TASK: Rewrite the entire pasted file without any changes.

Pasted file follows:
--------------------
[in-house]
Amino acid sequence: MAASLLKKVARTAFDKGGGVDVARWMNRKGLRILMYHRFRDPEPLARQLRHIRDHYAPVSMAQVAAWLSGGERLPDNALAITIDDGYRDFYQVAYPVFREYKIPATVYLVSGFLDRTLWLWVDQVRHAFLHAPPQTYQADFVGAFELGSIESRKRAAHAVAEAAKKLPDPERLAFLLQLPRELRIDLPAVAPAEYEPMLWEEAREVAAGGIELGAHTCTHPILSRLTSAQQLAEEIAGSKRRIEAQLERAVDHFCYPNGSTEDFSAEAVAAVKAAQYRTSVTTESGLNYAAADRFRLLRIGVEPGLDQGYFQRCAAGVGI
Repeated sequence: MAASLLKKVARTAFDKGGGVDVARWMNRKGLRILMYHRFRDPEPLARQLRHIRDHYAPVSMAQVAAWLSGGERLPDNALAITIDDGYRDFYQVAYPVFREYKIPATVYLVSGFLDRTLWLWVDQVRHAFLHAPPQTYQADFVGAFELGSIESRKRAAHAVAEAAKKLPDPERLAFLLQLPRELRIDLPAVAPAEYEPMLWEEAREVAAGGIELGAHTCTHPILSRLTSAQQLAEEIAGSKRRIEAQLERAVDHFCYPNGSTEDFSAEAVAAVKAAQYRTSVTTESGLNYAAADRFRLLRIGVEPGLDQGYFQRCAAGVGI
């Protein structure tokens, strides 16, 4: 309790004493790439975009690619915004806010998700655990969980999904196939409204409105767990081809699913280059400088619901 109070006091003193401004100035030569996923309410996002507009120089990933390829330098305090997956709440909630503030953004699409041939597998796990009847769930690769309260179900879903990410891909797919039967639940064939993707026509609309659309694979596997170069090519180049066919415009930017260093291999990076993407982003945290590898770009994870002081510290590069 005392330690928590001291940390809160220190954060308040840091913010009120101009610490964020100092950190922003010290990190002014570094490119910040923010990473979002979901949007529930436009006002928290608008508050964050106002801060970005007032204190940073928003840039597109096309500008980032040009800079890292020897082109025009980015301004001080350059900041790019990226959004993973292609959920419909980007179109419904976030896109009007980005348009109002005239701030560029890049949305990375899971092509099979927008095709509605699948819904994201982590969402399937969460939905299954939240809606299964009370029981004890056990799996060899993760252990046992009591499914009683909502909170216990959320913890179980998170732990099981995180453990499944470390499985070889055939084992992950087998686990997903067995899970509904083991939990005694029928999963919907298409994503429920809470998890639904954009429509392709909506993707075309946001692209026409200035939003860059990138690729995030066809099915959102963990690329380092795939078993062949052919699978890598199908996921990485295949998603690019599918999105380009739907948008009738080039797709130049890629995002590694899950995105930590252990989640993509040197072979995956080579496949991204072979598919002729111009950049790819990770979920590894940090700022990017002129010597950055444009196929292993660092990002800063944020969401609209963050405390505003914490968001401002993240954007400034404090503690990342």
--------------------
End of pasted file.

[in-house]
Amino acid sequence: MAASLLKKVARTAFDKGGGVDVARWMNRKGLRILMYHRFRDPEPLARQLRHIRDHYAPVSMAQVAAWLSGGERLPDNALAITIDDGYRDFYQVAYPVFREYKIPATVYLVSGFLDRTLWLWVDQVRHAFLHAPPQTYQADFVGAFELGSIESRKRAAHAVAEAAKKLPDPERLAFLLQLPRELRIDLPAVAPAEYEPMLWEEAREVAAGGIELGAHTCTHPILSRLTSAQQLAEEIAGSKRRIEAQLERAVDHFCYPNGSTEDFSAEAVAAVKAAQYRTSVTTESGLNYAAADRFRLLRIGVEPGLDQGYFQRCAAGVGI
Repeated sequence: MAASLLKKVARTAFDKGGGVDVARWMNRKGLRILMYHRFRDPEPLARQLRHIRDHYAPVSMAQVAAWLSGGERLPDNALAITIDDGYRDFYQVAYPVFREYKIPATVYLVSGFLDRTLWLWVDQVRHAFLHAPPQTYQADFVGAFELGSIESRKRAAHAVAEAAKKLPDPERLAFLLQLPRELRIDLPAVAPAEYEPMLWEEAREVAAGGIELGAHTCTHPILSRLTSAQQLAEEIAGSKRRIEAQLERAVDHFCYPNGSTEDFSAEAVAAVKAAQYRTSVTTESGLNYAAADRFRLLRIGVEPGLDQGYFQRCAAGVGI
């Protein structure tokens, strides 16, 4: 309790004493790439975009690619915004806010998700655990969980999904196939409204409105767990081809699913280059400088619901 109070006091003193401004100035030569996923309410996002507009120089990933390829330098305090997956709440909630503030953004699409041939597998796990009847769930690769309260179900879903990410891909797919039967639940064939993707026509609309659309694979596997170069090519180049066919415009930017260093291999990076993407982003945290590898770009994870002081510290590069 005392330690928590001291940390809160220190954060308040840091913010009120101009610490964020100092950190922003010290990190002014570094490119910040923010990473979002979901949007529930436009006002928290608008508050964050106002801060970005007032204190940073928003840039597109096309500008980032040009800079890292020897082109025009980015301004001080350059900041790019990226959004993973292609959920419909980007179109419904976030896109009007980005348009109002005239701030560029890049949305990375899971092509099979927008095709509605699948819904994201982590969402399937969460939905299954939240809606299964009370029981004890056990799996060899993760252990046992009591499914009683909502909170216990959320913890179980998170732990099981995180453990499944470390499985070889055939084992992950087998686990997903067995899970509904083991939990005694029928999963919907298409994503429920809470998890639904954009429509392709909506993707075309946001692209026409200035939003860059990138690729995030066809099915959102963990690329380092795939078993062949052919699978890598199908996921990485295949998603690019599918999105380009739907948008009738080039797709130049890629995002590694899950995105930590252990989640993509040197072979995956080579496949991204072979598919002729111009950049790819990770979920590894940090700022990017002129010597950055444009196929292993660092990002800063944020969401609209963050405390505003914490968001401002993240954007400034404090503690990342």